I had heard many suggestions from other Disney visitors, "don't miss Epcot Center," and I'll pass this on to you, the reader. This place is enormous, takes a couple of full days to explore and is like a never-ending "World's Fair". What a splendid park this was. There are eateries, gift shops (of course) many, many scientific and nature exhibits/pavilions, beautiful gardens and pavilions from various countries that make up our shrinking planet. The national pavilions are a day trip in themselves and offer a taste of each country's architecture, crafts, food and culture; like being in a small part of one of their cities You must experience this for yourself to appreciate the work that they have put into Epcot's creation. My favorite pavilions were Canada, Japan, China and Mexico, but all were very nice indeed.

If you visit the Canadian area, do take in the "Oh Canada" a 360 wrap-around film which explores the beauty of the Canadian landscape and cities. In China, visit the shops, also take in their 360 theater in the round exploration of their vast country. In Japan, yeah the shops, plus just had to eat some tempura and sat for an hour listening to the drummers...very hypnotic. Mexico had a very beautiful pavilion, many shops, eateries, etc. The main building was set up like a marketplace, with splendid Mexican restaurant set against a night sky and temple motif. Do take the boat ride through Mexican culture, colorful and festive. I personally was quite impressed with the Mexico exhibit.

We also spent time in whatever other countries we could find in this whirlwind tour of the park or parks. Aside from globe trotting, certain exhibits caught our attention. If the lines are not too long, definitely ride the "Spaceship Earth" exhibit, sponsored by AT&T. This is located within the Epcot trademark silver dome. This exhibit is all about human communications throughout the ages; very nice, and ends in a large open area, where visitors can play with various communications devices and concepts. John Smallberries dragged me away from an area set up for visitors to get a taste of web browsing, "hey! don't you get enough of this at home? We're on vacation." So, I had a brief attack of web withdrawal that day :-)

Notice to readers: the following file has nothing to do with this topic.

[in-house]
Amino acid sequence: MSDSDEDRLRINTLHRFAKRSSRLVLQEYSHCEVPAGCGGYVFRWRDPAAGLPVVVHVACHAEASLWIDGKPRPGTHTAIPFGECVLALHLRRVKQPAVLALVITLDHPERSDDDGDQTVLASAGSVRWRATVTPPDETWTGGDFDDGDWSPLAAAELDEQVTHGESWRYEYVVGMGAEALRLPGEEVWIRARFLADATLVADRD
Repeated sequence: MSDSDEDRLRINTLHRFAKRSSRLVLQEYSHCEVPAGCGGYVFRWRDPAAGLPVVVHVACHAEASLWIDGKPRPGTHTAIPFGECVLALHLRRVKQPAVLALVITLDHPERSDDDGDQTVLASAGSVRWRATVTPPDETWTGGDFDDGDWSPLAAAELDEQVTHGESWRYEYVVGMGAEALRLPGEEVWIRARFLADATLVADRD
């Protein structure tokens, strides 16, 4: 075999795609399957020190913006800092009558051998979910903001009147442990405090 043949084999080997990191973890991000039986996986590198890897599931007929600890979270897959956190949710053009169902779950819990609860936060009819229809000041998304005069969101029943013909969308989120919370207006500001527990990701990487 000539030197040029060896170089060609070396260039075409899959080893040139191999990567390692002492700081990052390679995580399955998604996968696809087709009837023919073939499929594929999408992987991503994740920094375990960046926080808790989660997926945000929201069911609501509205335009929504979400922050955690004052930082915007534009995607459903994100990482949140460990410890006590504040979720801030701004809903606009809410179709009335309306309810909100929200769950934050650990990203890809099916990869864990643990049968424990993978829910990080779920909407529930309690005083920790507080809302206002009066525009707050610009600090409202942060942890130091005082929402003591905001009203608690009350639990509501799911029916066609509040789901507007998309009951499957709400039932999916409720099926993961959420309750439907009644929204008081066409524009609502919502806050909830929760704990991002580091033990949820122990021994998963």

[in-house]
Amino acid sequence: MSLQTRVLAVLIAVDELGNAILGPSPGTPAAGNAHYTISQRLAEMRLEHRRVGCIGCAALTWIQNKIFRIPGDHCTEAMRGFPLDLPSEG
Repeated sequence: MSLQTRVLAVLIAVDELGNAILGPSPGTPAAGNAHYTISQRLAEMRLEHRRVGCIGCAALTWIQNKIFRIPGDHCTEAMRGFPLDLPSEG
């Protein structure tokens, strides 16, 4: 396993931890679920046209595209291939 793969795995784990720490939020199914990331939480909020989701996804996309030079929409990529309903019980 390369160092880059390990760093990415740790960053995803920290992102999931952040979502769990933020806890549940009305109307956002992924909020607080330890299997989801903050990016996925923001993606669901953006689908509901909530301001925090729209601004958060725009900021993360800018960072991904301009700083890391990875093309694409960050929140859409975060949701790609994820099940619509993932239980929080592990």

Try to visit Exxon's Energy pavilion. At first I didn't think it would be that interesting but the show/ride lasts a good half hour and was very entertaining. Like all the other "surrounded by screens" presentations, there were a number of times I literally felt I was traveling at the speed of light, or at least flying, when we were actually motionless or moving very little. I just love "electronic slight of hand" sorts of attractions. I won't say any more about the Energy Pavilion as there are some surprises. I fess up, we visited this one twice, and I could have gone again....and again and again.

The Earth Sciences pavilion had a large food area with many vendors, plus exhibits in farming and food production. There is also an interesting boat ride through their hydroponics gardening area; check this one out. We explored many exhibits on science and technology. Many are in little cars that twist and weave through a maze of informative and entertaining animatronic and multi-media presentations. Again I just love the "electronic slight of hand" approach, surround the visitor in sights and sounds. Jerk the little car around a bit, and you'd swear you'd either made the jump to hyper-space or fallen into a bottomless abyss. Leave your brain behind, let yourself go and take a magic carpet ride.